Anchor: Time now for our regular travel show, "On the Road." These days when it's so hot outside, a cool indoor activity is to shop in a nice air-conditioned mall. A lot of us have heard about Yiwu city in east China's Zhejiang Province and the shopping opportunities that this small city provides. Actually small household commodities produced from Yiwu are dominating markets all across China. So let's follow Yunfeng south to check out the shopping Mecca, Yiwu.
The journey is very smooth traveling along some of the newest highways in Zhejiang. In no time the bus pulls up in Yiwu and then the fun starts. First of all the basics, a bed; the main hotels are spread along one road Binwang Lu, and there are a full selection of prices and standards. I decided to pamper myself and stayed at the Kaixin Hotel, which provides each guest with free internet service in their room, handy for late-night chats with friends back home on messenger.
After a good night's sleep I was ready to hit the markets. Yiwu is promoted as a shopper's paradise, possessing as it does an ocean of goods; I decided to put this to the test. Wallet safely stowed in my pocket I headed out of the hotel to catch a taxi.
The standard of the hotel staffs was very impressive, all the lobby staff were eager to meet each guest a cheery greeting, and the kind doorman made sure that I knew where I was going; clearly taking pity on that as a stranger, I had to fight with the local map. In no time I was on my way to the Huangyuan Small Commodities Market, on Huangyuan Road.
As with all the markets in Yiwu this one is huge, although it is still a tiddler compared to the city's giant International Trade City. In summer, without air-conditioner, the Huangyuan market can get pretty sticky, but there's always fun around the corner. Sometimes the fun is self made, such as trying out the cool roller-trikes, whilst other amusing distractions are created by Many of the foreigners come from the Middle East, Africa and Russia and many speak little or no Chinese; the result is a pantomime of hand gestures.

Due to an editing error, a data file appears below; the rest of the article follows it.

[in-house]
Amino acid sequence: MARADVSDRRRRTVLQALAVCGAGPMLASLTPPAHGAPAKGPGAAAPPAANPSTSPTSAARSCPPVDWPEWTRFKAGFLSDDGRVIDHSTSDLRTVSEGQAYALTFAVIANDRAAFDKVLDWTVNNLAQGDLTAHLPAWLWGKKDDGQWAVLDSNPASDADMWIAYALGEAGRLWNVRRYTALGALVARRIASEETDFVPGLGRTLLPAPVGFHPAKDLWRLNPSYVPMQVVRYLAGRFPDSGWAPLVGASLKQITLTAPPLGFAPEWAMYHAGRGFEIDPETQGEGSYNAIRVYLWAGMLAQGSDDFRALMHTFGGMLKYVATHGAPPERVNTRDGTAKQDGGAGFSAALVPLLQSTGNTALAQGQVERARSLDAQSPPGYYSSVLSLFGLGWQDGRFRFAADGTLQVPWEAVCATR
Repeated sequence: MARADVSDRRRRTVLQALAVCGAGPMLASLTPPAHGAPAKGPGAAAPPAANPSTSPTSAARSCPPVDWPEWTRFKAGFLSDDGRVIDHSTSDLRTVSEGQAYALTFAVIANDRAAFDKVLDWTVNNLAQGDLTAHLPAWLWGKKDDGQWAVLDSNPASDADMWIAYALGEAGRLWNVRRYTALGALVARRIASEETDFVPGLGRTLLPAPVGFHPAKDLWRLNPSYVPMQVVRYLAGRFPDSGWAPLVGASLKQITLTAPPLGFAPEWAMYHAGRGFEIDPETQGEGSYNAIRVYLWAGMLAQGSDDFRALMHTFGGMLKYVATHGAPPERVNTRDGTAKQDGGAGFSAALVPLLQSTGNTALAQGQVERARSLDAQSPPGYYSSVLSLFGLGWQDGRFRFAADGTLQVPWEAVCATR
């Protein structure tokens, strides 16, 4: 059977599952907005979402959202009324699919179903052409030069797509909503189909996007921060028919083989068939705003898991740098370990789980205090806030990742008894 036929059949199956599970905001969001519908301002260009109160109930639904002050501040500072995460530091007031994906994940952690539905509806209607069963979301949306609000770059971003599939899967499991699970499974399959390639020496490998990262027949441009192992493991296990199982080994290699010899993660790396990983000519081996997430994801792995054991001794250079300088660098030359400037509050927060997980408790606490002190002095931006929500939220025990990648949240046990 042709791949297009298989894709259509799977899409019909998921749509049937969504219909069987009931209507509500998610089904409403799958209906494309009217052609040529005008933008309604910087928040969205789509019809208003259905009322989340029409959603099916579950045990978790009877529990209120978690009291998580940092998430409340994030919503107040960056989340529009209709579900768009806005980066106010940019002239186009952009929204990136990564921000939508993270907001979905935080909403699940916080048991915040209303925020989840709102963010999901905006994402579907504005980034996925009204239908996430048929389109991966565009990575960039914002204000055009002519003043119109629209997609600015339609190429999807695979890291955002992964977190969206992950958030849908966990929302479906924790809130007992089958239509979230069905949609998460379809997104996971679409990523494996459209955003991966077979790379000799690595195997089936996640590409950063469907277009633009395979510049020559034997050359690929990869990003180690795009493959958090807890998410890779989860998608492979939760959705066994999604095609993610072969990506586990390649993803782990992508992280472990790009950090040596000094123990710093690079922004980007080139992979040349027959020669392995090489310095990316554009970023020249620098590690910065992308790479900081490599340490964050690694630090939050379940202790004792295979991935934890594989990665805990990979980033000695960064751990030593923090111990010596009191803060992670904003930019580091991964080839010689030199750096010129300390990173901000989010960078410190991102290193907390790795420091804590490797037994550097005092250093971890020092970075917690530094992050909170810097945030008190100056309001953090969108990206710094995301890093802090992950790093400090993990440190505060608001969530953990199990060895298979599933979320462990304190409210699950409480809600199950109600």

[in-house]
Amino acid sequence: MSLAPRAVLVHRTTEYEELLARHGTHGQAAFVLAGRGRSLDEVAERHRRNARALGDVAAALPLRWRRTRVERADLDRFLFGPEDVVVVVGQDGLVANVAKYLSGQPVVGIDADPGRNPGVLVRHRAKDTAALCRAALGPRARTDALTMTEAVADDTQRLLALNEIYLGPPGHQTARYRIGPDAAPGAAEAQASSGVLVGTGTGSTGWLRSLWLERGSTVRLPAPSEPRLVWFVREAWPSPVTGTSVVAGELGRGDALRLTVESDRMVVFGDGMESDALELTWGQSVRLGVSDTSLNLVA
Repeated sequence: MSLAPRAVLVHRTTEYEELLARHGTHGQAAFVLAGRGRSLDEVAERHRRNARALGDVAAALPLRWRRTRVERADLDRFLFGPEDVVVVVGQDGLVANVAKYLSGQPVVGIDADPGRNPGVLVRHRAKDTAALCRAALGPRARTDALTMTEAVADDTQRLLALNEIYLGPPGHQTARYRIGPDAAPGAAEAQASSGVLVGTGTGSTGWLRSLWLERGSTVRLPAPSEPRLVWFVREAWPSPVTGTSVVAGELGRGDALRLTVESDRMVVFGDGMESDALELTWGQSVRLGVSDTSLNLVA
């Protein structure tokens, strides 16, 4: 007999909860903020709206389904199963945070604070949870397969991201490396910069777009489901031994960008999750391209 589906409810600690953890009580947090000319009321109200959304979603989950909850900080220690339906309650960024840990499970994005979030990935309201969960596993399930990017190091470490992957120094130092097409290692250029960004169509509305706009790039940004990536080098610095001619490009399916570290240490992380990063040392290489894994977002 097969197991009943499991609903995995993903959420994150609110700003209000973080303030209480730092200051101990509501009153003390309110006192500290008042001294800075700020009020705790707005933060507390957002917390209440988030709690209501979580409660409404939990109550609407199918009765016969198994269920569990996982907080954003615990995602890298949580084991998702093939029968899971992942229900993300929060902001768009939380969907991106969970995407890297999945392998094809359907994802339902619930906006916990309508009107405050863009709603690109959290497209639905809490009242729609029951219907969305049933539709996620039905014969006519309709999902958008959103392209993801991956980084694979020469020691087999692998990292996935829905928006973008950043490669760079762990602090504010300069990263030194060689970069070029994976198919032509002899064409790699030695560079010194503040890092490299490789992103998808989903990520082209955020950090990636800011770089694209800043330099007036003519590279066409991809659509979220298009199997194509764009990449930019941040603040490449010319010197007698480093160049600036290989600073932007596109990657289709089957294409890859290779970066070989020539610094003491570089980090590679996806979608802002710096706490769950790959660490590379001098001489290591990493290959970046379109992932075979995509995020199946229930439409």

I decided to play a game and see how many of certain items I could buy for 100 yuan. Large areas of this market are dedicated to household products, including plumbing and electrics. Of interest were stainless steel vacuum flasks and vacuum teapots, very handy for keeping that morning coffee hot and fresh during the winter. The flasks ranged from 11-25 yuan depending on size and the teapots were 40 yuan. Another metallic gadget that caught my eye was a nifty fruit press, perfect for fresh juices, one of these would set you back with a price of 45 yuan. Mugs are roughly 1.5 and come in attractive sets of 4 or 6. The roller-trikes mentioned above start at 160 yuan and rise to 270 depending on the size you require.
Naturally with all Chinese markets bargaining is essential, and the more you buy of one item the cheaper it becomes. The stall holders are also very much used to dealing with foreigners and transactions can be carried out in relative silence as the bargaining takes place on a calculator. Just remember never show too much interest in an object or you'll never get it cheap; plus, over exaggerated tuts and shrugs are always a good idea when bargaining, even if you haven't a clue make it look as though you're an expert in vacuum flask technology - fun guaranteed.
Come on sharing your travel experience at our forum of Talk China